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Yulan Wei and John Marwitz


The Front Range blizzard of 6 March 1990 resulted in heavy rain and snow along the foothills of Colorado and in southeast Wyoming. A narrow barrier jet with northerly winds behind a shallow mesoscale front developed concurrently with the heavy precipitation. It was hypothesized by Marwitz and Toth that the mesoscale front was the result of the diabatic process of melting. The CSU RAMS model was used to test the effects of melting, as well as the roles that the ice process and upslope flow played in the storm.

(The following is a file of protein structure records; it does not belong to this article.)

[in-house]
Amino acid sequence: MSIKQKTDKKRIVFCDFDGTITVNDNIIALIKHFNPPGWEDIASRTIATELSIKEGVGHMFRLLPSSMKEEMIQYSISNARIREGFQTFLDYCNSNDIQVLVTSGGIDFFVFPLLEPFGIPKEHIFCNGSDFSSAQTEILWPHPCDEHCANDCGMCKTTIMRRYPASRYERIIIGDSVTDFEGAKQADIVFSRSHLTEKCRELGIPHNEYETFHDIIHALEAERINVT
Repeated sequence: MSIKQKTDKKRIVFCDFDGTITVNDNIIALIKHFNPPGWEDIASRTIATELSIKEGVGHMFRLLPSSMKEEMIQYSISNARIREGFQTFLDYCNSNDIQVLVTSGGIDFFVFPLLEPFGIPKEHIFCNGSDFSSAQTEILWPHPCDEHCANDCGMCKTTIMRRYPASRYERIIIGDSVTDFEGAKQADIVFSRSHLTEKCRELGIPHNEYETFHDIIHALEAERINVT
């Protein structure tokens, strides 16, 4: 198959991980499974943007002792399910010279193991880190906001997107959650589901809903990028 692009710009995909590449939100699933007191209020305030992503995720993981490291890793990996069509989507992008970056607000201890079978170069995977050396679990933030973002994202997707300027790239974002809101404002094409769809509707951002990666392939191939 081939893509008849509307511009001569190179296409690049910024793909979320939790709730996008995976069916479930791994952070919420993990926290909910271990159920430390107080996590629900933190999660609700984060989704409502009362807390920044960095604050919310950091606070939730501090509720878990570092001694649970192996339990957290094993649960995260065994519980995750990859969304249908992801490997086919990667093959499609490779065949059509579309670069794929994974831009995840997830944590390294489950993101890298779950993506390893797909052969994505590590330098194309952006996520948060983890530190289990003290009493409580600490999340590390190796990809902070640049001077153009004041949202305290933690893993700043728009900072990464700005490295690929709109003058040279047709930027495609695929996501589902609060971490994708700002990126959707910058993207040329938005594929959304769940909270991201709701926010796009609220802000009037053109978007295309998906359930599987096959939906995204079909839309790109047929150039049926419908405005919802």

A two-dimensional simulation was initialized with bulk microphysics and with a modified Flagler, Colorado, sounding. The results showed that the simulation was able to produce many features similar to the observations, such as surface cooling, a northerly barrier jet, and a steady. slow-moving shallow mesoscale front. It was found that these features were much less pronounced in an identical simulation but with melting turned off. Furthermore, it was found that diabatically cooled air was accumulated along the foothills and induced a direct circulation. These results supported the hypothesis that melting was a dominant process contributing to the development of the storm. A simulation without ice microphysics showed that ice altered the kinematic and thermodynamic structures. A simulation with halved upslope flow showed that upslope flow was an important factor modifying the precipitation pattern and a critical parameter in determining the kinematic, thermodynamic, and precipitation patterns.

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